He outdebated a sitting president famous for his eloquence, and he followed up on that success with a highly effective closing pitch, coming into his own as a candidate at the moment when it mattered most. The pivots he’s made, the lines he’s tried out, the appeals he’s offered — yes, they could have been made earlier in the season, and yes, they could have been wedded to a stronger policy message, but they were enough to pull him into a lead into the national polls in October, which is something that few challengers going up against a sitting president get to enjoy, and put him a position where victory has actually been within his reach.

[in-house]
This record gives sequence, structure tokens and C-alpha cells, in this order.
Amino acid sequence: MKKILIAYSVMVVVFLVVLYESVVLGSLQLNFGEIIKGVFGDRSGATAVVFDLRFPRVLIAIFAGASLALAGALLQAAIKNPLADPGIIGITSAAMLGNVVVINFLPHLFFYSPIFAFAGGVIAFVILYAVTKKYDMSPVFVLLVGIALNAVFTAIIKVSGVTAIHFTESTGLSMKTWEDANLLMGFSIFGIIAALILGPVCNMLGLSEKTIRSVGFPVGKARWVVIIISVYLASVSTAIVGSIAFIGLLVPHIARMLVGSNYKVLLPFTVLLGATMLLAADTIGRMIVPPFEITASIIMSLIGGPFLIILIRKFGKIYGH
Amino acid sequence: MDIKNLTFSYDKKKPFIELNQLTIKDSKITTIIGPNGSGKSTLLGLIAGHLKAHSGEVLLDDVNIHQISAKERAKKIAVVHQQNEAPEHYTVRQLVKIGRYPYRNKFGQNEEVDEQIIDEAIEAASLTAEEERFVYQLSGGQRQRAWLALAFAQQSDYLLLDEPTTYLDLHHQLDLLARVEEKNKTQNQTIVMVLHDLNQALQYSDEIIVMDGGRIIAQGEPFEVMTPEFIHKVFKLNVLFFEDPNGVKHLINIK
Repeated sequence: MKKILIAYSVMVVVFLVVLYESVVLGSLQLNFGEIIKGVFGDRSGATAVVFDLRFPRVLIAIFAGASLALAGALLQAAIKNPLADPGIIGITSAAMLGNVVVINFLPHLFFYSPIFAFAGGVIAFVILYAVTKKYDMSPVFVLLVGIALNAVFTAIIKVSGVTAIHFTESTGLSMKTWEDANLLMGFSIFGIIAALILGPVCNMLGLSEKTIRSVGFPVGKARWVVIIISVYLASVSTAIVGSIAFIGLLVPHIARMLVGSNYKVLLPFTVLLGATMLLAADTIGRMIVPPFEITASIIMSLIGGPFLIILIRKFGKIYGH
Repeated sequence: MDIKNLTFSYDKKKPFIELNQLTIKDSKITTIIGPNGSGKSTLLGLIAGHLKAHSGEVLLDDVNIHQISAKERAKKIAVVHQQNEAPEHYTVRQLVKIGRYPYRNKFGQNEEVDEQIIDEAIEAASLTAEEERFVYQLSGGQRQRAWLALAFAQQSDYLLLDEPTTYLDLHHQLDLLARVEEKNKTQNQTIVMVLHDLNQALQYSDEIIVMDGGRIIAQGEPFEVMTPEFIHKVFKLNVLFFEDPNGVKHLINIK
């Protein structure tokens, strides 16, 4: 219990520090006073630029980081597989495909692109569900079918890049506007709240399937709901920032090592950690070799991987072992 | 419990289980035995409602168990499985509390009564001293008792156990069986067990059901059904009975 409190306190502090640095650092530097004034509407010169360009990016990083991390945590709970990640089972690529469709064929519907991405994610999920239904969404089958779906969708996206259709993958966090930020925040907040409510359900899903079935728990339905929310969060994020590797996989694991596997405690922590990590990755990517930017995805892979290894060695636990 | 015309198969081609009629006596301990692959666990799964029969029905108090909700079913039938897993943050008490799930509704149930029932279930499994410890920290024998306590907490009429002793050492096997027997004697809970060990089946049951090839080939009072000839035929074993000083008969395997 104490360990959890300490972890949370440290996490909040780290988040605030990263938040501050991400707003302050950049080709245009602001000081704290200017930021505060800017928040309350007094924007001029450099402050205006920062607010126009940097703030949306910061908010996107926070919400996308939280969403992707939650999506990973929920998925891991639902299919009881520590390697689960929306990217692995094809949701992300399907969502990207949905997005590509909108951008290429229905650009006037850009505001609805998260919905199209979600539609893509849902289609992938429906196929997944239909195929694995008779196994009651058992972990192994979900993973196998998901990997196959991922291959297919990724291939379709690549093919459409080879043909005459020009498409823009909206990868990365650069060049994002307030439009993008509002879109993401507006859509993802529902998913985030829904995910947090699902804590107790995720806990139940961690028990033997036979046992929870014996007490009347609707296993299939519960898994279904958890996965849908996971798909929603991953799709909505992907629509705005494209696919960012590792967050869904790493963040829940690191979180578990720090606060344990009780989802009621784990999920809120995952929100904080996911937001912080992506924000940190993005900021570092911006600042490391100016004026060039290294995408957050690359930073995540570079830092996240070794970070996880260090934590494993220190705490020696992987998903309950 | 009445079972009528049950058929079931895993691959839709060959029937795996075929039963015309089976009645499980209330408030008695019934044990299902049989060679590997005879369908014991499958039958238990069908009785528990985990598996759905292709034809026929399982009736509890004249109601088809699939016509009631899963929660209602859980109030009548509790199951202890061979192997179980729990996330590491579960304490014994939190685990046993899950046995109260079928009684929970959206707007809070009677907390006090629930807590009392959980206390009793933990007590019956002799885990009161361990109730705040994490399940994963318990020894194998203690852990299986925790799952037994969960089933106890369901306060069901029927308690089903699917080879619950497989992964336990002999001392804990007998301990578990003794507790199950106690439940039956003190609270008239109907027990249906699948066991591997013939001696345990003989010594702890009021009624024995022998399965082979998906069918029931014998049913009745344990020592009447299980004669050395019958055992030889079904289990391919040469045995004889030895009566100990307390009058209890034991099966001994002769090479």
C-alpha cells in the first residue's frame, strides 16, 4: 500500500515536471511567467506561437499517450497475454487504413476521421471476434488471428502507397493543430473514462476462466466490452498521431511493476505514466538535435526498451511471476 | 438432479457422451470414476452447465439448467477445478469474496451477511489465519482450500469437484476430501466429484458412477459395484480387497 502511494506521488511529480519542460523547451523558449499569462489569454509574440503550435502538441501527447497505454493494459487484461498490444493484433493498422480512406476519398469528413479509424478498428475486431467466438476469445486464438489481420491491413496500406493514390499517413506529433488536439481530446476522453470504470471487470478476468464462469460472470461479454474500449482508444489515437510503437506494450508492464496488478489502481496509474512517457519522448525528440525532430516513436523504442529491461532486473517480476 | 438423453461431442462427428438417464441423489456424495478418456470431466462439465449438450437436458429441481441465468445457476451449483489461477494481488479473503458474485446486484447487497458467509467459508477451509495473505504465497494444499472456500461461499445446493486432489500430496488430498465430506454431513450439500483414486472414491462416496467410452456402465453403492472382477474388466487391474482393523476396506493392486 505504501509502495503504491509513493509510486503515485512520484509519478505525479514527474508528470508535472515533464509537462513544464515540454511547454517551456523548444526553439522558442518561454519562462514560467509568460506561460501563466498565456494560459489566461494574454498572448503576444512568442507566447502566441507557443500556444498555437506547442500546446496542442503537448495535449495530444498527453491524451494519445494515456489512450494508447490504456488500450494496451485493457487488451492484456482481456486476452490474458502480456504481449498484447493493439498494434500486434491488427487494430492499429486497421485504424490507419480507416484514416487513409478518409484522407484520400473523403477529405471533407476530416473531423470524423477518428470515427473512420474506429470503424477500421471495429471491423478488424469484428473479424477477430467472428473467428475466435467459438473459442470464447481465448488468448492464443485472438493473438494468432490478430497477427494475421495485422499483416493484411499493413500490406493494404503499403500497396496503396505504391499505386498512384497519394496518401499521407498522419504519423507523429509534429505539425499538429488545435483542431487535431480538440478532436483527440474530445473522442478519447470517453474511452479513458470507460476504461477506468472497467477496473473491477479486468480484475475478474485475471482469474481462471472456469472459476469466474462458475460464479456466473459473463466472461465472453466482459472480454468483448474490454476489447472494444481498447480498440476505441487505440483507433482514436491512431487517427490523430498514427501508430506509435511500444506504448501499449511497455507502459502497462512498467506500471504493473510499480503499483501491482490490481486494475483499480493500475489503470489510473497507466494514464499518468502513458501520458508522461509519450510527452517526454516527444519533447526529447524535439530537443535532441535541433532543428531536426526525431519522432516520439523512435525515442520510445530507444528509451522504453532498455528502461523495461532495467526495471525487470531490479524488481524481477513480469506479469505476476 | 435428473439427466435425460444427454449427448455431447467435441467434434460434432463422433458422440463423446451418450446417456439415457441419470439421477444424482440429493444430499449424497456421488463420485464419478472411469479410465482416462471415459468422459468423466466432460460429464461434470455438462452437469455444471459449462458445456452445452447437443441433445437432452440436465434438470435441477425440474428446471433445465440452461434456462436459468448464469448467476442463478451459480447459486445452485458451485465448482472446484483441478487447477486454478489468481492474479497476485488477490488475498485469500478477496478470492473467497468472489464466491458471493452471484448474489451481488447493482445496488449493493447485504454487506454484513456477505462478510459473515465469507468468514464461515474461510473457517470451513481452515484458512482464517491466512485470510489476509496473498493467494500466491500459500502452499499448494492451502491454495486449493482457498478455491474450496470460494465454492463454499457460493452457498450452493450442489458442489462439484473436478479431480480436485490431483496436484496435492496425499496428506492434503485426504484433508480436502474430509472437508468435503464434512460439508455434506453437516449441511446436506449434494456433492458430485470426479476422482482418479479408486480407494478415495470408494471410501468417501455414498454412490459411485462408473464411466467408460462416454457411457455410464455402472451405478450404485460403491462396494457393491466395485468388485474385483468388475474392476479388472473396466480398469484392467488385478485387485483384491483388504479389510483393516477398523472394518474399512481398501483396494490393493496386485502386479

Every losing presidential candidate probably believes that with a few breaks they could have won, but if Romney loses that will be truer for him that it was for Mondale or Dukakis or Dole or even John Kerry. Precisely because he has come so very close — leading in the national polls for two weeks, just a point or two off in the swing states he needs to win at various moments, lacking only some final hinge moment or stroke of luck — if he ultimately loses it’s hard to imagine him being remembered as dismissively as most failed contenders tend to be remembered. He won’t be eulogized as a beautiful loser like McGovern or Goldwater, remembered fondly by pundits and idea people on both sides of the aisle, but he also won’t become a punchline or a tragic figure or a “let’s forget that ever happened” kind of candidate. He’ll be in a class by himself — remembered, I suspect, the way everything in his background suggests he’d want to be remembered: As the man who outworked all his rivals, the losing nominee who left it all on the field, and the Republican who gave the once-untouchable Barack Obama the race of his political life.